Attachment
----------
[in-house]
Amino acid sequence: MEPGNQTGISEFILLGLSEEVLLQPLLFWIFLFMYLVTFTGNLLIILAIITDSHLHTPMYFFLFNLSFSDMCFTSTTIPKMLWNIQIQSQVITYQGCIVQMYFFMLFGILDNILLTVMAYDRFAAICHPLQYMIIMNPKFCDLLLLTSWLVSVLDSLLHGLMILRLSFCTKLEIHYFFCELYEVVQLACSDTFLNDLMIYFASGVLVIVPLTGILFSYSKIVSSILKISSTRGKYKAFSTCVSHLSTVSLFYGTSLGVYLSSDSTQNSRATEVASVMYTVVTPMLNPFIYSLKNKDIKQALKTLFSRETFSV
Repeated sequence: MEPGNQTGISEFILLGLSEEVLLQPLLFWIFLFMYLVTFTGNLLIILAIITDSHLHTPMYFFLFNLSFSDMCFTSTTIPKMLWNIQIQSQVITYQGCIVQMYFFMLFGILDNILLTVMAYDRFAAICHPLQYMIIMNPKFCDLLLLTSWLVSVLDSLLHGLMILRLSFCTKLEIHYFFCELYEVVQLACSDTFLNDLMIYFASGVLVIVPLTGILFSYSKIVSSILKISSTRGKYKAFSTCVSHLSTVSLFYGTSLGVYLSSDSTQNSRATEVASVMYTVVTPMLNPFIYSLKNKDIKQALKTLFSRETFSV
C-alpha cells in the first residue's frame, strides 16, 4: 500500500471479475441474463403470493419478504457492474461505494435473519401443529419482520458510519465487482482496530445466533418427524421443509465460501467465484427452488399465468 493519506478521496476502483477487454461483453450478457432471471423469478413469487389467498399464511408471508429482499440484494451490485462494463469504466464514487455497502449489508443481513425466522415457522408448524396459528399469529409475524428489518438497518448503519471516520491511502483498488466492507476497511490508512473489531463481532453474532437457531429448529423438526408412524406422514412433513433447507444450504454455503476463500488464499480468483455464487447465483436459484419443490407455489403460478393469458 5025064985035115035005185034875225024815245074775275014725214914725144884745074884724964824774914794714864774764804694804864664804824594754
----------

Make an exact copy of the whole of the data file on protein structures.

[in-house]
Amino acid sequence: MEPGNQTGISEFILLGLSEEVLLQPLLFWIFLFMYLVTFTGNLLIILAIITDSHLHTPMYFFLFNLSFSDMCFTSTTIPKMLWNIQIQSQVITYQGCIVQMYFFMLFGILDNILLTVMAYDRFAAICHPLQYMIIMNPKFCDLLLLTSWLVSVLDSLLHGLMILRLSFCTKLEIHYFFCELYEVVQLACSDTFLNDLMIYFASGVLVIVPLTGILFSYSKIVSSILKISSTRGKYKAFSTCVSHLSTVSLFYGTSLGVYLSSDSTQNSRATEVASVMYTVVTPMLNPFIYSLKNKDIKQALKTLFSRETFSV
Repeated sequence: MEPGNQTGISEFILLGLSEEVLLQPLLFWIFLFMYLVTFTGNLLIILAIITDSHLHTPMYFFLFNLSFSDMCFTSTTIPKMLWNIQIQSQVITYQGCIVQMYFFMLFGILDNILLTVMAYDRFAAICHPLQYMIIMNPKFCDLLLLTSWLVSVLDSLLHGLMILRLSFCTKLEIHYFFCELYEVVQLACSDTFLNDLMIYFASGVLVIVPLTGILFSYSKIVSSILKISSTRGKYKAFSTCVSHLSTVSLFYGTSLGVYLSSDSTQNSRATEVASVMYTVVTPMLNPFIYSLKNKDIKQALKTLFSRETFSV
C-alpha cells in the first residue's frame, strides 16, 4: 500500500471479475441474463403470493419478504457492474461505494435473519401443529419482520458510519465487482482496530445466533418427524421443509465460501467465484427452488399465468 493519506478521496476502483477487454461483453450478457432471471423469478413469487389467498399464511408471508429482499440484494451490485462494463469504466464514487455497502449489508443481513425466522415457522408448524396459528399469529409475524428489518438497518448503519471516520491511502483498488466492507476497511490508512473489531463481532453474532437457531429448529423438526408412524406422514412433513433447507444450504454455503476463500488464499480468483455464487447465483436459484419443490407455489403460478393469458 5025064985035115035005185034875225024815245074775275014725214914725144884745074884724964824774914794714864774764804694804864664804824594754